My $170 video card is a fake, and the company won't take responsibility.
August 6, 2010 10:22 AM   Subscribe

I've discovered a fraudulent computer part that I've been using in my system for nearly two years. Company refuses to service it, citing expired warranty. What recourse do I have?

While running some updates on my Windows system, I noticed a disparity in the model number of my graphics card. The product that I bought was model A but the two PC systems that I put the card in shows it as model B (with B an older model of A). I had bought it online, from a very popular computer parts seller (newegg.com), and it came in the mail in a shrinkwrapped box, etc.

So this past week, I've confirmed with the company tech support that it is indeed a fraudulent product, email exchange of photos and receipts. Even the serial number sticker on the card is fake. However the company won't deal with it, on the grounds that my warranty has expired. Newegg advertised it as a so-called "limited-lifetime" warranty, which I had failed to activate via product registration within the first year of purchase. While it was bad on my part for not taking care to research the terms, I think this kind of business tactic is sneaky and rather mean to your customers. I also take this to mean they view this as a product defect, which, I think, is sort of ridiculously overshadowed by the more obvious problem, in that a crime was committed, most certainly somewhere within their company.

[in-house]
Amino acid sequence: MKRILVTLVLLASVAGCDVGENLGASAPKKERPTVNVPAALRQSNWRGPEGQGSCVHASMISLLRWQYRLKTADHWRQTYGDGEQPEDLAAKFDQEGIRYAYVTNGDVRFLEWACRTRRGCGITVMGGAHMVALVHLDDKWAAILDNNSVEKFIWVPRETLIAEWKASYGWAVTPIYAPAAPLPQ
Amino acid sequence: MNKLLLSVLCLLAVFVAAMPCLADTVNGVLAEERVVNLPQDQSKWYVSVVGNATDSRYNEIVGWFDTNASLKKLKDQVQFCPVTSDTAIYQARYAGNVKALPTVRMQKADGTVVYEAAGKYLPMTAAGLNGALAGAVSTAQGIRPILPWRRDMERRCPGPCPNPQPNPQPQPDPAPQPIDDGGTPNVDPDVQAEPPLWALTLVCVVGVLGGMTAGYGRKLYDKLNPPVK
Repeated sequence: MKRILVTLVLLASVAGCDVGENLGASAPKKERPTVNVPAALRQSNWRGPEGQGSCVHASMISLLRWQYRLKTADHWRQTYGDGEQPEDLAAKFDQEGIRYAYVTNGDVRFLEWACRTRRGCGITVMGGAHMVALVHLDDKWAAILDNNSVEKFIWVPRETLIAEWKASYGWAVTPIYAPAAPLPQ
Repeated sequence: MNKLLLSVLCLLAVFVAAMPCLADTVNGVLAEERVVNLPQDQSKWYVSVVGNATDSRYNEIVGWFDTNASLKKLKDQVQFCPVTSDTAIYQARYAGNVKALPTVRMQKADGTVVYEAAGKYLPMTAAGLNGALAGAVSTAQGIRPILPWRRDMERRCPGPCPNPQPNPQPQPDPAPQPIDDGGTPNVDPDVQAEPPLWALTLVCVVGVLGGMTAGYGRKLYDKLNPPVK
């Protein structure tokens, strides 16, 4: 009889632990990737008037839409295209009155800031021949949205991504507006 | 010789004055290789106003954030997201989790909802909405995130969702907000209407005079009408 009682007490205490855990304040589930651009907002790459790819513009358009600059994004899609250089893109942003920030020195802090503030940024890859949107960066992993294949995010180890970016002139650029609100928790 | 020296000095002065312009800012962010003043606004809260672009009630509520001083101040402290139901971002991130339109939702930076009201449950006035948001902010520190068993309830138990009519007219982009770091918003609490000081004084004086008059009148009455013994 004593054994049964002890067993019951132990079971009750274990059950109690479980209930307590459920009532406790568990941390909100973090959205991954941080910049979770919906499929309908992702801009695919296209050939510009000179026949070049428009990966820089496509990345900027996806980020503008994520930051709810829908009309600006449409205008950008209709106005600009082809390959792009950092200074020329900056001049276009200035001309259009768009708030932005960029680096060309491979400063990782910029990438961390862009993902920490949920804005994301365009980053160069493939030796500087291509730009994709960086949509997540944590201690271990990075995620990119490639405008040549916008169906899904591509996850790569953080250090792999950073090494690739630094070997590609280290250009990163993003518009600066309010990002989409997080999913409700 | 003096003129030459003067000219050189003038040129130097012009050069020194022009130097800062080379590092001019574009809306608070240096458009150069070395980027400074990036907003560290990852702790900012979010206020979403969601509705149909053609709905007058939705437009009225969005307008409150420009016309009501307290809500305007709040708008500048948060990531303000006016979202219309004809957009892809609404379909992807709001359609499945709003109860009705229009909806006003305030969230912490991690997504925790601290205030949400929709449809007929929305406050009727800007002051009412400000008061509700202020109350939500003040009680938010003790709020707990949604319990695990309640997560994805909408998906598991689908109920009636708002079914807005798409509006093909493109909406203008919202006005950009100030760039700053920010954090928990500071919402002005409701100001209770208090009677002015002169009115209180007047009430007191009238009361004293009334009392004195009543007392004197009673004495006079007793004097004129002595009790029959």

I've written a formal letter to their CEO and head of product development, but have yet to hear back from them.

At this point, I'm running out of ideas… Does the warranty apply to circumstances of intentional deception? They get away with it, and I am supposed to just eat this for them?
posted by polymodus to Computers & Internet (10 answers total) 1 user marked this as a favorite
 
Submit it to Consumerist.
posted by k8t at 10:36 AM on August 6, 2010 [3 favorites]


Pursuing this beyond the point where you are stonewalled by the company will likely cost more than $170, so your best bet is probably a public shaming. The Consumerist eats this kind of thing up.
posted by thejoshu at 10:38 AM on August 6, 2010


No, of course not. Even if it had zero warranty, it would not be OK to fraudulently missell you something. It is common for businesses to act as if they have no. There will probably be a statute of limitations that applies, though.

I would start by talking to your attorney general. Then small claims court. This is not legal advice, but it's hard to imagine legal advice would be worth it for $170.
posted by grouse at 10:39 AM on August 6, 2010


It is common for businesses to act as if they have no obligations to their customers beyond the warranty. This is not the case.
posted by grouse at 10:44 AM on August 6, 2010